User Charu _Bamble has already introduced the notion of splitting the velocities of the ball into $X$ and $Y$ component vectors, with $X$ being parallel to the wall, and $Y$ being perpendicular.
Let's view the edge cases:
- For Y=0, the ball is just moving parallel to the wall. Assume that it is going as close to the wall as you can imagine, i.e. barely not touching at all. Hence, the ball and the wall do not interact at all. Very important: the concept of "touching", on atomar levels, is very complicated. Atoms are not balls; and no atoms ever touch in real life situations anyways - they get repelled by the fundamental forces, mostly the electromagnetic force, long before the actual particles get anywhere near each other, on atomic scales. While of course atoms passing each other by would influence each other, the aspect of them being in the macro iron ball lattice is much much more relevant; so some very small forces ocuring here while the ideally smooth ball flys along the ideally smooth wall are neglectable.
- For X=0, the ball goes straight into the wall and bounces back, but this is also uninteresting because this special case indeed is the what if case of your question (i.e., the ball goes back exactly on its original, reversed path). What happens atomically in this case is that the atoms of the ball get ever closer to the atoms of the wall; and at some point (long before the actual atoms would "overlap") are repelled by electromagnetic forces. This in turn can deform both participants depending on their elasticity, but in our particular case, both the ball and the wall are rather rigid, and presumably the ball is slow enough not to punch a hole into the wall. This means that all those forces occuring at the very border between the wall and the ball just reflect the ball right back where it came from.
Now with that mental model, let's handle the case where there is both an X and Y component; let's just say it hits the wall at 45° (X=Y).
Individual iron atoms will indeed maybe get close to individual wall atoms, and those individual interactions, if they were heads-on (from the point of view of the atoms) will of course in a way lead to a force pushing straight back. So a "straight-back" force will work on that one iron atom (and the opposite force on the "wall atom"). Both of these atoms are firmly held by their neighbours; the wall atom cannot go anywhere, so stays there more or less; the iron atom will impart a tiny little force on its neighbours, and will want to travel back right where it came from.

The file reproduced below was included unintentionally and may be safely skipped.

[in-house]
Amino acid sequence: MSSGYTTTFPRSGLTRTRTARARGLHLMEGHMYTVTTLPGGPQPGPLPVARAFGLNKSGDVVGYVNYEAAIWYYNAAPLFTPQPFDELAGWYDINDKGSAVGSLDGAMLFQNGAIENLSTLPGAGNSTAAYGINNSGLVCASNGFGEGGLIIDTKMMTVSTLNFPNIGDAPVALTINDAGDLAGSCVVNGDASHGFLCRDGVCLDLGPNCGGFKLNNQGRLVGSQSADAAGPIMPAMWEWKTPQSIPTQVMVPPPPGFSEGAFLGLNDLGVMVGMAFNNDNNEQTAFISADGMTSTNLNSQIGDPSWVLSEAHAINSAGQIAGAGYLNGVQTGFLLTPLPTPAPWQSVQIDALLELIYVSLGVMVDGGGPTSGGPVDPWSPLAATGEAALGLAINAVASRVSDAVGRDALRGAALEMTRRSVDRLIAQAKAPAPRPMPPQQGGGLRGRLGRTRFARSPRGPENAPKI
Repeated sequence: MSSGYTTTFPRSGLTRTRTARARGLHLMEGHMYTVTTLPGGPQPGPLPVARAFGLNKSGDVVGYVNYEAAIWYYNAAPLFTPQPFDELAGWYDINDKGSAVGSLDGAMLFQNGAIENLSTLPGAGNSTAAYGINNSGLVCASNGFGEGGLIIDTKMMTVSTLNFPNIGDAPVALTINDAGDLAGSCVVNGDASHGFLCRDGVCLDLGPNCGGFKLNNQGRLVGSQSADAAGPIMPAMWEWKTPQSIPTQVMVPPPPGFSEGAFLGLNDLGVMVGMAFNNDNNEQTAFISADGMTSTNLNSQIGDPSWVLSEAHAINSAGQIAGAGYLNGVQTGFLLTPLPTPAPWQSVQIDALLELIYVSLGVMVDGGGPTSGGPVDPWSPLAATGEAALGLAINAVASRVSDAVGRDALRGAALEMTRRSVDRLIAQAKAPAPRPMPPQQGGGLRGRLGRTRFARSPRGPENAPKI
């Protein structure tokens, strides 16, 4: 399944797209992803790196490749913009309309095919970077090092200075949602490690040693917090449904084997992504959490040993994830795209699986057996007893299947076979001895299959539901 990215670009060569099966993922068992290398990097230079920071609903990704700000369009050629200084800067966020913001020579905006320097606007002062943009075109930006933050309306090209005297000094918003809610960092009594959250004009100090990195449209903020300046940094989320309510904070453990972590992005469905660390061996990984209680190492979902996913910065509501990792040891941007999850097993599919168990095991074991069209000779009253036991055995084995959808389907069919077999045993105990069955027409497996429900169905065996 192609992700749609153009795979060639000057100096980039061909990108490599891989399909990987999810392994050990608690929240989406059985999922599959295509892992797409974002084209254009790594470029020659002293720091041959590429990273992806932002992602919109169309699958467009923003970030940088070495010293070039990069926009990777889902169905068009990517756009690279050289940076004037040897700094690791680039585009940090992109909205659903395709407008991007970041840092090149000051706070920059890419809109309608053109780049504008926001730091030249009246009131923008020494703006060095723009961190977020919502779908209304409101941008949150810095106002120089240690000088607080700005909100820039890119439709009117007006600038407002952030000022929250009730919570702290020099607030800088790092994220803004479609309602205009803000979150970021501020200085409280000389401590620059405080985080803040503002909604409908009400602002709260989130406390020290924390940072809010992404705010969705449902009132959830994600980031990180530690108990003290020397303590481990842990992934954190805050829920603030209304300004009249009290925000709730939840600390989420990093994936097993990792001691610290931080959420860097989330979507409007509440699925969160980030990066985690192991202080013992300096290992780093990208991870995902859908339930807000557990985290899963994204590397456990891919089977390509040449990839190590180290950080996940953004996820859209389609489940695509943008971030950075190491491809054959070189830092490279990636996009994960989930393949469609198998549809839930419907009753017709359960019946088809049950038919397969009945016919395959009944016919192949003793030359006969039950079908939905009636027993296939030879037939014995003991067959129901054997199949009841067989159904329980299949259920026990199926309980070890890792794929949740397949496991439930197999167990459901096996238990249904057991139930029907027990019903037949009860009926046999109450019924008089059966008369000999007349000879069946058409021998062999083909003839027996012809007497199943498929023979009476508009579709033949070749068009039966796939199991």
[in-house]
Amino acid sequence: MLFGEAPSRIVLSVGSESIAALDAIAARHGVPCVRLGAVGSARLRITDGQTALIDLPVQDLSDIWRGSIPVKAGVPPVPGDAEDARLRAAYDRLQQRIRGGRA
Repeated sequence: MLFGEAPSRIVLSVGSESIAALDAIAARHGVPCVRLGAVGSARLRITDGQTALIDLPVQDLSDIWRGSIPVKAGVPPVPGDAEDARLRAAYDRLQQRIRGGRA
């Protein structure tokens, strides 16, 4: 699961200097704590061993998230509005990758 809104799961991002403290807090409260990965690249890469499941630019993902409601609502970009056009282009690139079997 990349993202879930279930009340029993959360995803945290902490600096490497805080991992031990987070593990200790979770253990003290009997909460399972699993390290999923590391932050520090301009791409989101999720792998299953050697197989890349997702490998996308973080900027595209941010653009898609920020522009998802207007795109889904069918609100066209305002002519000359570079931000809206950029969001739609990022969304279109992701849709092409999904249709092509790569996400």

But the issue is that we cannot really only watch individual atoms here; neither the ball nor the wall are gasses, but are already packed relatively densely. That means the previous case can - statistically - almost never happen. Even if there is an "outlier" atom in the wall which gets very close to the wall before all of its neighbours, all the electromagnetic influences of the wall atoms closest to it will themselves form a field which is almost like a plane or a wall itself. It will not, on average, receive just the spherical nature of a single wall atom, but will interact with all the little spheres of all the little wall atoms, statistically smeared into a big boiling mass of electromagnetism.
While the X motion along those "wall of electromagnetism" will have some effect, this will be extremely less than the effect of the Y motion which would make the iron atom move into the field of the atoms. It is that Y vector which will quickly lead to much increased repelling force, and this force will be perpendicular to the (idealized) relatively smooth planar field made up by all the electromagnetic clouds of all the wall atoms. Hence the overall, statistical, macro force on all the iron atoms is very much predominantly straight along the -Y vector.
The rest follows from conservation of momentum. As there is only very little affecting the X momentum, it will be unchanged. Watched from straight on, the ball will move along the wall just as before the collision. But the Y vector must reverse since those materials do not intersect easily, and we didn't use enough force to make the iron ball actually disturb the wall. So it bounces straight up in the Y direction, while flying unchanged in the X direction, which leads to the effect you are asking about.